And you can say precisely the same about anonymous, unaccountable (except to the bosses) political bureaucrats.

I'm not carrying any water for the Krafts and McDonald's of the world. That should be clear, but you seemed to have misssed my point so let me make it clearer: they AND Congress have a shared interest in the increasing size, cost and complexity of the federal government.

As for the poor, I would indeed gut the food-stamp program - to replace it with a state-by-state food program funded by block grants.


No in fact you can't.  The government has to have transparency and the general public is already prone to outrage.   Any insurance company has proprietary algorithms that they use to determine how much they are going to charge you for your premium.  Agents that sell their products have non-disclosure clauses if they are even allowed to know.  In the public sector this becomes attainable information giving the consumers a proper voice into the decision making process.  After all, in the public sector the idea is not record profits quarter after quarter, but to establish a system that can perpetually support its consumers.
 
2013-03-12 09:43:03 AM  
LOLCOMPROMISE

Yeah, it's not really what Democrats wanted, but it's better than nothing at all. It needs to be made better.
 
2013-03-12 09:43:16 AM  

Dr Dreidel: But I can guarantee that nothing improves if we don't tinker.


Can you? This I gotta see.

America suffered a depression in 1920-21. History lessons generally leave it out because it was so brief compared to the Great Depression, and it was brief because the federal government by and large didn't tinker. We need a postwar correction in the size of government and markets and we got it, and got it over with. There are some phenomena it is beyond the power of government to affect for the positive.

Jump ahead a decade and you see Hoover and Roosevelt, a couple of presidents of the just-DO-something school, whatever their party affiliation might have been. Between them they tinkered for a decade, until with WWII looking inevitable Roosevelt came to the realization that crapping all over the business community when there was a war coming was no way to run a country.
 
2013-03-12 09:43:18 AM  

Philip Francis Queeg: Ned Stark: Gulper Eel: Philip Francis Queeg: Yes., putting your health entirely in the care of anonymous, unaccountable corporate bureaucrats who's only concern is spending as little money on you as possible is unquestionably the smart choice. Like you I want the major corporations to have as much power as possible, without restraint form the elected government. Like you I'd like to see food stamps ended and the poor left to be cared for by the overwhelming generosity of companies like McDonalds and Kraft. Only then will we be free and healthy.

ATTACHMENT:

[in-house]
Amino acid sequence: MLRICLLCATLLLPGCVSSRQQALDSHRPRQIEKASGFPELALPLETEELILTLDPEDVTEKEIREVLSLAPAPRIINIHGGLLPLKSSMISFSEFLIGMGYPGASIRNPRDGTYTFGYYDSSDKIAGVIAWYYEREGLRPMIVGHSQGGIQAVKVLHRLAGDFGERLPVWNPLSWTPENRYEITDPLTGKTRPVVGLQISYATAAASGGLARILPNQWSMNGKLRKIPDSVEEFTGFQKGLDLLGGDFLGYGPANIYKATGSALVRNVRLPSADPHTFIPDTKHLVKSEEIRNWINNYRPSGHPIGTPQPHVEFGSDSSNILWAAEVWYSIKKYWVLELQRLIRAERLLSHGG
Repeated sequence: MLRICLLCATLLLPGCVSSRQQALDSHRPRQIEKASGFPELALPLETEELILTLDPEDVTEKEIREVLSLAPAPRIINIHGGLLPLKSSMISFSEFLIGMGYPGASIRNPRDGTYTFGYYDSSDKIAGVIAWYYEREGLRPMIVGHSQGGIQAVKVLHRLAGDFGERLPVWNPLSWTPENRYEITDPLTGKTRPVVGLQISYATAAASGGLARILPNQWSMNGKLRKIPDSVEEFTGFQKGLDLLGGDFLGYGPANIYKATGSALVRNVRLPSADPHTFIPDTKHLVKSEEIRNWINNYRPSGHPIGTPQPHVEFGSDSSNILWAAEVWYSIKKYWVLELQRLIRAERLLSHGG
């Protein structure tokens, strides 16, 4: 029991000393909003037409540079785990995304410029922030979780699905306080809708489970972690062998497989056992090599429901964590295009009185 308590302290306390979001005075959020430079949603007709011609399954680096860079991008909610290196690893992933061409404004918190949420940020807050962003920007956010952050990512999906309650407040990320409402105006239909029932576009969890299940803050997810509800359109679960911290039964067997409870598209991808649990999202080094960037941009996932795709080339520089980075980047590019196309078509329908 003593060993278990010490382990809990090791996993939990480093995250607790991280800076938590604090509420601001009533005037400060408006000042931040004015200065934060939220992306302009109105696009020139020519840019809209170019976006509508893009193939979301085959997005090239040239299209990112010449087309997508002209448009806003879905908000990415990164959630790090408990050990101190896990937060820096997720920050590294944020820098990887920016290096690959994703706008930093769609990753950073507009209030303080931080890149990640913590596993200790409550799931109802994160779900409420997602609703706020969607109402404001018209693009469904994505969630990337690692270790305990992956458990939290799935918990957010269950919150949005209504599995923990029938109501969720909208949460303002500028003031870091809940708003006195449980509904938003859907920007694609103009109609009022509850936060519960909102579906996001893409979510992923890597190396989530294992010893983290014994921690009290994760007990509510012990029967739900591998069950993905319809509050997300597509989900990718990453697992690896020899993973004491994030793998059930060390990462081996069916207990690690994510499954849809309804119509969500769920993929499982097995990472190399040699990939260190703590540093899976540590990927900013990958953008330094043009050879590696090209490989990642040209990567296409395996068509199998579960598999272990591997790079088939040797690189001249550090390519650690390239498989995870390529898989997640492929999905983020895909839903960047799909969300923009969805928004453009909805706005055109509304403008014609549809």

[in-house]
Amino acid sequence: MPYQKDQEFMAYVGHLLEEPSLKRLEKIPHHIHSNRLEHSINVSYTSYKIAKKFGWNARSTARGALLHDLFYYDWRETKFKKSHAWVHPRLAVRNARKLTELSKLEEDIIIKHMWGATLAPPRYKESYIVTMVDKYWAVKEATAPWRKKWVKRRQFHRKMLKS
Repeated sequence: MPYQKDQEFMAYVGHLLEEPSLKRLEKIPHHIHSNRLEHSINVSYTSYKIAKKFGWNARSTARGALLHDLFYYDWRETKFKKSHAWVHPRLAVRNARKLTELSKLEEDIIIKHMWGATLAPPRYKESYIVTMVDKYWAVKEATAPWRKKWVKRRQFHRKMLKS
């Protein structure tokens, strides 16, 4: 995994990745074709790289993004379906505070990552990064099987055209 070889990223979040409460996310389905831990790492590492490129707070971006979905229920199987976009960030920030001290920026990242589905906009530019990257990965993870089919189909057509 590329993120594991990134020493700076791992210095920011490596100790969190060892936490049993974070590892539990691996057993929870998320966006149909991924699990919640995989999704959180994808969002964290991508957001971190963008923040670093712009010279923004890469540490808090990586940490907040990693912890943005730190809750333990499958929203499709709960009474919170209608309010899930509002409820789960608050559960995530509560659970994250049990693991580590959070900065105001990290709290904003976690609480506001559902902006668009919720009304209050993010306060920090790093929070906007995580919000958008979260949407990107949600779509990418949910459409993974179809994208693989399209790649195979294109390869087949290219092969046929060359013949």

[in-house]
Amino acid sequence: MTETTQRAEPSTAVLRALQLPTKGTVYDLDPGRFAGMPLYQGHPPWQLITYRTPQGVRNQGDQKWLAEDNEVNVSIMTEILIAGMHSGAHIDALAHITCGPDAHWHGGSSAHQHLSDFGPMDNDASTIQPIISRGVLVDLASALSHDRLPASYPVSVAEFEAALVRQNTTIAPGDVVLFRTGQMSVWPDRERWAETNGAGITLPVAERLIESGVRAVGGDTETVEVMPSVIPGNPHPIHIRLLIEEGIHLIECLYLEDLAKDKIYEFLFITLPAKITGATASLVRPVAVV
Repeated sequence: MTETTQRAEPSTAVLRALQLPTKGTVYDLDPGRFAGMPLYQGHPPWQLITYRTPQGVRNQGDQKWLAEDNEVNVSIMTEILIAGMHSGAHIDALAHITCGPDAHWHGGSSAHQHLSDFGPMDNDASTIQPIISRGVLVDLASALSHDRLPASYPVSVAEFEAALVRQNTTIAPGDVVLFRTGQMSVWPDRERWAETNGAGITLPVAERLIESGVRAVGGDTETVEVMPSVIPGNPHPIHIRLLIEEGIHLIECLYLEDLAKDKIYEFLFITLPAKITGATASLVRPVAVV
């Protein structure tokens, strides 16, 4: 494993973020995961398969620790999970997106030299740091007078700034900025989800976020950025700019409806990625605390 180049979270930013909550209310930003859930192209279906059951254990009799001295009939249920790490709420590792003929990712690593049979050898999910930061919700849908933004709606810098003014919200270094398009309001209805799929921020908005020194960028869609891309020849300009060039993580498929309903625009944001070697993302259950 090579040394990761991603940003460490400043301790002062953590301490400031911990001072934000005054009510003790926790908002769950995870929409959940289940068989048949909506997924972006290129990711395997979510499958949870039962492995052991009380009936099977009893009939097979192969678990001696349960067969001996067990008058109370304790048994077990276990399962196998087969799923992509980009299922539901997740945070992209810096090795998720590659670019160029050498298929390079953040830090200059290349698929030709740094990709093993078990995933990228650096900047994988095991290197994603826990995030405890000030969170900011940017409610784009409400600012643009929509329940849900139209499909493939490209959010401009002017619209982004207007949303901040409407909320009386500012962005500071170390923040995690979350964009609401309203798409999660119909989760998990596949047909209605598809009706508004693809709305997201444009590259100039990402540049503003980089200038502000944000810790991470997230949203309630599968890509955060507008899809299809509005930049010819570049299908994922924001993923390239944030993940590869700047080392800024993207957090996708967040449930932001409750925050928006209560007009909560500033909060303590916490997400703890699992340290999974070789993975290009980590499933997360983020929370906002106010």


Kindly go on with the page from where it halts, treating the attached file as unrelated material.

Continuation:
And you can say precisely the same about anonymous, unaccountable (except to the bosses) political bureaucrats.

I'm not carrying any water for the Krafts and McDonald's of the world. That should be clear, but you seemed to have misssed my point so let me make it clearer: they AND Congress have a shared interest in the increasing size, cost and complexity of the federal government.

As for the poor, I would indeed gut the food-stamp program - to replace it with a state-by-state food program funded by block grants.

Damn all this complexity!!!

...but adding another layer of bureaucrats will fix it.

Clearly 50 bureaucracies will be simpler and more efficient than one.


I'm sure some states will just ignore the problem and not do anything, so really it's more like 47 new bureaucracies .
 
2013-03-12 09:45:31 AM  

Philip Francis Queeg: Gulper Eel: Philip Francis Queeg: Everyone knows healthcare should be entirely profit driven. Giving power to corporations never leads to corruption.

That also leads to corruption, obviously. But if you're going to put your health in somebody else's hands, it's a pick-your-poison situation. And it is far from clear that the solution lies in Washington. There are aspects of our health we should be handling more of ourselves. I'm thinking primarily of nutrition here, along with anything else we do to our bodies - and yet we have a federal government that actively impedes our ability to do right by ourselves. Think agriculture subsidies, for starters. We subsidize crap, for the most part. We subsidize crap through the food-stamp system, too. Recipients understandably spend their limited resources on the cheapest calories - again, the crap. And then we're surprised at high obesity and diabetes rates for the poor.

At least when the private sector trainwrecks something, I can invest in them and make a buck off it. When the public sector trainwrecks something, everybody's poorer - except those who had the massive resources needed to buy a piece of public-sector power.

Add complexity to the system (and this health-care law is nothing if not complex) and it benefits those with the resources to work the complexity to their advantage - again, that's those who already have the most.

If the federal government has a role here at all, it's to protect us from out-of-the-blue catastrophic health issues (e.g. Lou Gehrig's disease) and to encourage preventive self-care. Instead, they encourage the opposite - everything from obesity to unnecessary testing.

Why would I think that with the Obama plan, that this time they really got it right, honest they did?